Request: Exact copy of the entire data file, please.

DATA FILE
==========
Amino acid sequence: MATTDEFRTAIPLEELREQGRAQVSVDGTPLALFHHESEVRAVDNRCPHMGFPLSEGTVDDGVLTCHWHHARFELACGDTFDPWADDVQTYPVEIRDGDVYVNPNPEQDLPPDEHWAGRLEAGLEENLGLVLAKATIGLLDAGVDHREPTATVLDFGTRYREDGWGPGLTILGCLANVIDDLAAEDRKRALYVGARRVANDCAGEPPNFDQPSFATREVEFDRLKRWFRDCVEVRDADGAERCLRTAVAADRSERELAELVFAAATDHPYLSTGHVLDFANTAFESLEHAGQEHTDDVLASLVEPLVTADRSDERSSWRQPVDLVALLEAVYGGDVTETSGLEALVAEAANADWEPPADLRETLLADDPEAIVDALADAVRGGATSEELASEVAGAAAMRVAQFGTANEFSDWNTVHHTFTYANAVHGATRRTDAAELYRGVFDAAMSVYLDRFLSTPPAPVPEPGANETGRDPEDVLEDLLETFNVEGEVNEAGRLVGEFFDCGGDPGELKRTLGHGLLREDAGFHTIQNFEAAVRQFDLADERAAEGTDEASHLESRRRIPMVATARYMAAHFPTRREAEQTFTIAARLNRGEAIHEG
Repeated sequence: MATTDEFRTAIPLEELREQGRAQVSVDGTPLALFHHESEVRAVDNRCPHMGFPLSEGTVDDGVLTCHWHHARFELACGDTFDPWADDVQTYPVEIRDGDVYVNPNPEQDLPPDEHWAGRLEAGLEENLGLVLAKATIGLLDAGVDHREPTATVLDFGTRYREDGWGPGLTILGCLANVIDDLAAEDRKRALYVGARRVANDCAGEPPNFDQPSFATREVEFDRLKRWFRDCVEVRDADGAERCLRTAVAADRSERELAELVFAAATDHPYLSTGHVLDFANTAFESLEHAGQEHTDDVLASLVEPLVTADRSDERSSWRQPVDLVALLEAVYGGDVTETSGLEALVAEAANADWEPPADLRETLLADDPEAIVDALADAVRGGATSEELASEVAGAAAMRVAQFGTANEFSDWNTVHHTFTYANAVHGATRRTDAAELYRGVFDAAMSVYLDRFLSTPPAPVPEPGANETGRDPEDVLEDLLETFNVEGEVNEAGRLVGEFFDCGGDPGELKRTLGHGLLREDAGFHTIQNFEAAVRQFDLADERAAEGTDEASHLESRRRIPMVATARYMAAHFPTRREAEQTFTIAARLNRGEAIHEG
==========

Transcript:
Amino acid sequence: MATTDEFRTAIPLEELREQGRAQVSVDGTPLALFHHESEVRAVDNRCPHMGFPLSEGTVDDGVLTCHWHHARFELACGDTFDPWADDVQTYPVEIRDGDVYVNPNPEQDLPPDEHWAGRLEAGLEENLGLVLAKATIGLLDAGVDHREPTATVLDFGTRYREDGWGPGLTILGCLANVIDDLAAEDRKRALYVGARRVANDCAGEPPNFDQPSFATREVEFDRLKRWFRDCVEVRDADGAERCLRTAVAADRSERELAELVFAAATDHPYLSTGHVLDFANTAFESLEHAGQEHTDDVLASLVEPLVTADRSDERSSWRQPVDLVALLEAVYGGDVTETSGLEALVAEAANADWEPPADLRETLLADDPEAIVDALADAVRGGATSEELASEVAGAAAMRVAQFGTANEFSDWNTVHHTFTYANAVHGATRRTDAAELYRGVFDAAMSVYLDRFLSTPPAPVPEPGANETGRDPEDVLEDLLETFNVEGEVNEAGRLVGEFFDCGGDPGELKRTLGHGLLREDAGFHTIQNFEAAVRQFDLADERAAEGTDEASHLESRRRIPMVATARYMAAHFPTRREAEQTFTIAARLNRGEAIHEG
Repeated sequence: MATTDEFRTAIPLEELREQGRAQVSVDGTPLALFHHESEVRAVDNRCPHMGFPLSEGTVDDGVLTCHWHHARFELACGDTFDPWADDVQTYPVEIRDGDVYVNPNPEQDLPPDEHWAGRLEAGLEENLGLVLAKATIGLLDAGVDHREPTATVLDFGTRYREDGWGPGLTILGCLANVIDDLAAEDRKRALYVGARRVANDCAGEPPNFDQPSFATREVEFDRLKRWFRDCVEVRDADGAERCLRTAVAADRSERELAELVFAAATDHPYLSTGHVLDFANTAFESLEHAGQEHTDDVLASLVEPLVTADRSDERSSWRQPVDLVALLEAVYGGDVTETSGLEALVAEAANADWEPPADLRETLLADDPEAIVDALADAVRGGATSEELASEVAGAAAMRVAQFGTANEFSDWNTVHHTFTYANAVHGATRRTDAAELYRGVFDAAMSVYLDRFLSTPPAPVPEPGANETGRDPEDVLEDLLETFNVEGEVNEAGRLVGEFFDCGGDPGELKRTLGHGLLREDAGFHTIQNFEAAVRQFDLADERAAEGTDEASHLESRRRIPMVATARYMAAHFPTRREAEQTFTIAARLNRGEAIHEG